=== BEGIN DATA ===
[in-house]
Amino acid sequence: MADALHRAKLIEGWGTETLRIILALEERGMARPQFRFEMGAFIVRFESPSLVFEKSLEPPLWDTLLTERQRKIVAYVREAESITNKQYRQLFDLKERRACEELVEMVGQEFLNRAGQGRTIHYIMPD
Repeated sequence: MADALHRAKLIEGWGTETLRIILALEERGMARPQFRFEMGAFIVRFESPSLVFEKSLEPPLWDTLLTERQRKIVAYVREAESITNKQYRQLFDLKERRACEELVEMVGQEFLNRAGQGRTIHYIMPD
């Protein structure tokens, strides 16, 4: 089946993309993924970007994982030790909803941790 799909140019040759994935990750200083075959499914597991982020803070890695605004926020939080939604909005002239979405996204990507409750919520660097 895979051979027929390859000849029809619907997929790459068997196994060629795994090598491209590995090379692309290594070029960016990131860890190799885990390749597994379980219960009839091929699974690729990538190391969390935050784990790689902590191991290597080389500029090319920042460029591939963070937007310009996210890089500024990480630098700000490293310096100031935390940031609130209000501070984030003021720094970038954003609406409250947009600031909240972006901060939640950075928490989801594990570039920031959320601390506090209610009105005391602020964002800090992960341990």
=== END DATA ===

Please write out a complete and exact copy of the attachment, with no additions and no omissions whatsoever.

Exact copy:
[in-house]
Amino acid sequence: MADALHRAKLIEGWGTETLRIILALEERGMARPQFRFEMGAFIVRFESPSLVFEKSLEPPLWDTLLTERQRKIVAYVREAESITNKQYRQLFDLKERRACEELVEMVGQEFLNRAGQGRTIHYIMPD
Repeated sequence: MADALHRAKLIEGWGTETLRIILALEERGMARPQFRFEMGAFIVRFESPSLVFEKSLEPPLWDTLLTERQRKIVAYVREAESITNKQYRQLFDLKERRACEELVEMVGQEFLNRAGQGRTIHYIMPD
């Protein structure tokens, strides 16, 4: 089946993309993924970007994982030790909803941790 799909140019040759994935990750200083075959499914597991982020803070890695605004926020939080939604909005002239979405996204990507409750919520660097 895979051979027929390859000849029809619907997929790459068997196994060629795994090598491209590995090379692309290594070029960016990131860890190799885990390749597994379980219960009839091929699974690729990538190391969390935050784990790689902590191991290597080389500029090319920042460029591939963070937007310009996210890089500024990480630098700000490293310096100031935390940031609130209000501070984030003021720094970038954003609406409250947009600031909240972006901060939640950075928490989801594990570039920031959320601390506090209610009105005391602020964002800090992960341990």